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Originally published Friday, April 6, 2012 at 11:26 AM

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Seattle student wins first-place award for C-SPAN video

Leo Pfeifer, a Seattle middle-school student, has won a first-place award in a national C-SPAN competition for a video that asks: "Who Owns Free Speech?"

Seattle Times staff reporter

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Congratulations Leo. Great video. Excellent questions. MORE
To EastSideEastCoast -- Etymology online says that "republic c.1600, "state... MORE
Great work on the video, Leo... To EastSideEastCoast: What are you talking about... MORE

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A year ago, when Leo Pfeifer, then 13, won a second-place national prize for making a video on homelessness, people asked what he'd do with the $1,500 prize. The Seattle middle-schooler's answer was straightforward:

He'd get better equipment so he could come back a year later and win first place.

And that's exactly what happened.

On Friday, Pfeifer, a student at Salmon Bay School, was honored at a school assembly for taking a first-place award in C-SPAN's national student video competition.

His 7-½-minute video, "Who Owns Free Speech?" won first place among middle-schoolers in the annual competition, which drew a record 1,203 entrants from across the country. His prize money: $3,000.

"I've always had a passion for storytelling," said Pfeifer, who started taking photos with an old film camera when he was 3 and had his first video camera at 9. "Becoming a documentary filmmaker is my ultimate goal."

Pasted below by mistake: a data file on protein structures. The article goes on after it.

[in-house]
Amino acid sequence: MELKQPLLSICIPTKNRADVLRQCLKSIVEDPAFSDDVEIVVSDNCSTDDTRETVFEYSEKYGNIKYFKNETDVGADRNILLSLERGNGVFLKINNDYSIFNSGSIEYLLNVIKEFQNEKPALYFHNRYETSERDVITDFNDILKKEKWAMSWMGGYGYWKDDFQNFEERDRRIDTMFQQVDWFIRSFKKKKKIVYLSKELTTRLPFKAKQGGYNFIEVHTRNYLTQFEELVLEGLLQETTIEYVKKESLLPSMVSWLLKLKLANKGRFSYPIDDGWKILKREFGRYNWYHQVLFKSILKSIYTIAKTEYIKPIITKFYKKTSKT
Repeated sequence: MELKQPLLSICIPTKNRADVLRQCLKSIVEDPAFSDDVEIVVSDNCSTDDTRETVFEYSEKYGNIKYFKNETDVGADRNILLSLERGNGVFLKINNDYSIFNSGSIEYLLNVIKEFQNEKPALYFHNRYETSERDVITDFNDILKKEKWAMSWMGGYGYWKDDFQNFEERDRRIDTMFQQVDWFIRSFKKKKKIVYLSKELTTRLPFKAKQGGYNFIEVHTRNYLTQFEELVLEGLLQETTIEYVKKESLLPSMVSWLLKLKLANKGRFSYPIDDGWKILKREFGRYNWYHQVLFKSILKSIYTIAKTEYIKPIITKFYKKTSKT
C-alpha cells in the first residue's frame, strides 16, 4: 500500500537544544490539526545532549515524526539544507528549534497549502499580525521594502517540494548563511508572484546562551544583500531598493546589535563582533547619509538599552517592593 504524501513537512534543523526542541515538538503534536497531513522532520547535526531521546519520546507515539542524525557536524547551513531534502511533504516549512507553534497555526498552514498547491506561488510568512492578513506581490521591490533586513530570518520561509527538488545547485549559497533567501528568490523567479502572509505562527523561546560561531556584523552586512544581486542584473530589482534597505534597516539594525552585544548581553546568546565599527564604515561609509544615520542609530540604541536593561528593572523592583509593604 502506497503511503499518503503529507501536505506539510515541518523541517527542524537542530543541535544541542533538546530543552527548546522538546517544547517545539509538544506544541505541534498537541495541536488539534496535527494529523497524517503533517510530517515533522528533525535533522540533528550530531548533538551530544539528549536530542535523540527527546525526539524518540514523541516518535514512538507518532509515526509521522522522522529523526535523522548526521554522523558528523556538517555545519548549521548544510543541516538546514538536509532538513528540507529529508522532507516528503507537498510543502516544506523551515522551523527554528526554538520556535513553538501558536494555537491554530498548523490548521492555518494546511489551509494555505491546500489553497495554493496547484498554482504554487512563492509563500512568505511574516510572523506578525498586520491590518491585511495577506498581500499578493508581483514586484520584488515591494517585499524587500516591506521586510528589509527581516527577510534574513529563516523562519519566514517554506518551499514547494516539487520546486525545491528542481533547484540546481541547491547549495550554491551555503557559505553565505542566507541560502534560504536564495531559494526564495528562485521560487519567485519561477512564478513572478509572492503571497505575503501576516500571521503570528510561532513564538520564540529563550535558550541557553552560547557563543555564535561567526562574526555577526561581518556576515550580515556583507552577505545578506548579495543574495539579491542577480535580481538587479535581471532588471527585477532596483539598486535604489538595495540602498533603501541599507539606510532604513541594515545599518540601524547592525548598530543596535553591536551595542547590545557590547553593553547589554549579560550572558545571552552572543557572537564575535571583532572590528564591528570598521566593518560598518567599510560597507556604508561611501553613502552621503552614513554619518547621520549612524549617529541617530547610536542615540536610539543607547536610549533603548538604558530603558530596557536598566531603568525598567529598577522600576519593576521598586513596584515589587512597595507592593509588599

Seattle Mayor Mike McGinn and Seattle Times Executive Editor David Boardman, who were among the newsmakers and journalists interviewed in Pfeifer's video, were on hand for the Friday presentation by C-SPAN representatives.

Grand prize in the competition, drawing a $5,000 award, went to Matthew Shimura, a ninth-grader in Honolulu, for a video presentation on the internment of Japanese Americans during World War II.

In this year's C-SPAN competition, students from grades six through 12 were invited to submit videos of five to eight minutes on any aspect of the U.S. Constitution and its importance. Seventy-five winning videos won a total of $50,000 in cash prizes.

Pfeifer chose the First Amendment, which he, as the video's narrator, describes as "one of the most cherished freedoms that Americans have."

Speakers in the video discuss the challenges that freedom faces in an era of instant, sensational and often polarizing news coverage.

"What kind of news media do you want in this country?" Pfeifer asks at the video's conclusion. "Your answer may very well dictate the outcome."

Jack Broom: 206-464-2222 or jbroom@seattletimes.com

Watch Leo Pfeifer's winning video: http://studentcam.viddler.com/videos/watch.php?id=2620cb29

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